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Cuba's flourishing coral reefs helped by changes in human behaviour

Coral reefs all over the world are declining at a significant rate due to pollution, increased, scuba diving traffic, and global warming, but the precious marine species off the coast of Cuba are flourishing and according to David Guggenheim, this is due to changes in human behaviour. The marine scientist says much of its success is down to organic farming.

Cuba's flourishing coral reefs helped by changes in human behaviour

Corals are among the world's most precious species and all over the world coral reefs are dying out due to global warming, pollution, and human activity.

However, the coral species off the coast in Cuba, a popular scuba diving destination, are flourishing, and according to David Guggenheim a marine scientist and president of Ocean Doctor, a marine conservation organisation, this is due to changes in human behaviour and organic farming. Guggenheim explained:

"After the Soviets pulled out [in 1991], Cuba couldn't afford fertilisers and pesticides, so they were essentially forced into organic farming - and that's had a beneficial effect on corals."

Just like on dry land, nutrients from these fertilisers fuel the growth of plants, but in the ocean this nutrient pollution encourages the growth of plants and algae that then overgrow and kill coral reefs.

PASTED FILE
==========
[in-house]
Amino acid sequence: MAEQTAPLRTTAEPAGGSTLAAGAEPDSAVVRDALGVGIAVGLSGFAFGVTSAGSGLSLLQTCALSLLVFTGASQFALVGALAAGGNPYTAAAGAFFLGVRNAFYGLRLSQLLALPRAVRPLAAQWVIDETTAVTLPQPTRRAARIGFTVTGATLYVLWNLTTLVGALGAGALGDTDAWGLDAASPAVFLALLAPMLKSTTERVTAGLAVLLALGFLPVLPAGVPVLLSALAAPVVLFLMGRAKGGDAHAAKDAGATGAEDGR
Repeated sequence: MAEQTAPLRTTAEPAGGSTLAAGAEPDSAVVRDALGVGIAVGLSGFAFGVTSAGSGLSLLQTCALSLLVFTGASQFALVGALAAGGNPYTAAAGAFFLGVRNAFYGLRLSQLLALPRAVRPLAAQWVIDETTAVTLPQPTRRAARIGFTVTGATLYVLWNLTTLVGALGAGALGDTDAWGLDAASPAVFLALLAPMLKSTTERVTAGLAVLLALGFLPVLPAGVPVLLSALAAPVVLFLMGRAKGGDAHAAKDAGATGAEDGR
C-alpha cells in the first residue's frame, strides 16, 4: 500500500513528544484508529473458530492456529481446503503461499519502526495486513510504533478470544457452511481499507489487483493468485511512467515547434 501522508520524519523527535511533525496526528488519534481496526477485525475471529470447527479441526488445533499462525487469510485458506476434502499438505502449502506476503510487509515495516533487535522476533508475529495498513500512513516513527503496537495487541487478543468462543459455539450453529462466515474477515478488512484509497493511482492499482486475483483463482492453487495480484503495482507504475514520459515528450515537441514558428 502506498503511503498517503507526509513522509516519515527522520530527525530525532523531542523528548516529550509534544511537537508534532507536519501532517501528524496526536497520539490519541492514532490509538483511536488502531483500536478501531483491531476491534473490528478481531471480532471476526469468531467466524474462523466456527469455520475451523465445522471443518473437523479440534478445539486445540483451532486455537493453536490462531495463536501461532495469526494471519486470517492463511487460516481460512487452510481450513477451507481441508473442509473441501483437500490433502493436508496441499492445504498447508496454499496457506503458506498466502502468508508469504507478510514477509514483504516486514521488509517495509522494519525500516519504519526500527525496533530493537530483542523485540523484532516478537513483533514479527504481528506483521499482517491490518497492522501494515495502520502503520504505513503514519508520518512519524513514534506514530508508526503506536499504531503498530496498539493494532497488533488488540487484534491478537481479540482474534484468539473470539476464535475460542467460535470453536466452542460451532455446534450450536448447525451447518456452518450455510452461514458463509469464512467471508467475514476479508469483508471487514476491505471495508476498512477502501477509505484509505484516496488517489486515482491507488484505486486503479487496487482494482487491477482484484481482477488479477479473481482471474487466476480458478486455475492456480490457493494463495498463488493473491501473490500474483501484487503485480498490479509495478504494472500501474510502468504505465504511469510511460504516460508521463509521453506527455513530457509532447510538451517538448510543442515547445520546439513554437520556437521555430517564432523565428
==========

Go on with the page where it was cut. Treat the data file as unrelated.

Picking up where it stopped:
Guggenheim explained that another factor that contributes to Cuba's healthy reefs is the country's laws that ensure 25 per cent of the waters are marine-protected areas which is huge in comparison to the global average of about one per cent. He commented:

"They are very good stewards of their environment, and I have faith in them to continue that."

Since 1970, coral reefs in the Caribbean have declined by about 50 per cent and nearly 95 per cent of the elkhorn coral has disappeared. This has been cause by rising ocean temperatures and pollution that causes bleaching which usually kills off the species. However, in Cuba, the bleached species have recovered which is an indicator of its healthy ecosystem.

Talking about one of Cuba's prime scuba diving spots is Jardines de la Reina (Gardens of the Queen), on the south coast, which is part of a barrier reef system that extends for 30 miles, Guggenheim said:

"Over the years I have had to endure, like many of us, the disappearance of corals. When I went back to Gardens of the Queen, it looked better than I remembered as a teenager in the early 70s. It looked incredibly pristine."

He also added:

"If we can learn from this living laboratory how a healthy coral reef is supposed to look and function, then those are very valuable insights we can use for restoration efforts around the Caribbean."

It isn't just about letting nature run its course; human behaviour has a big part to play in the recovery of corals, particularly in heavy populated scuba diving and fishing regions.

"In the case of Gardens of the Queen, most of the former fishermen are now employees of the park - working out there guiding catch-and-release fishing, scuba diving trips, and making maybe ten times what they used to make."

Guggenheim concluded.

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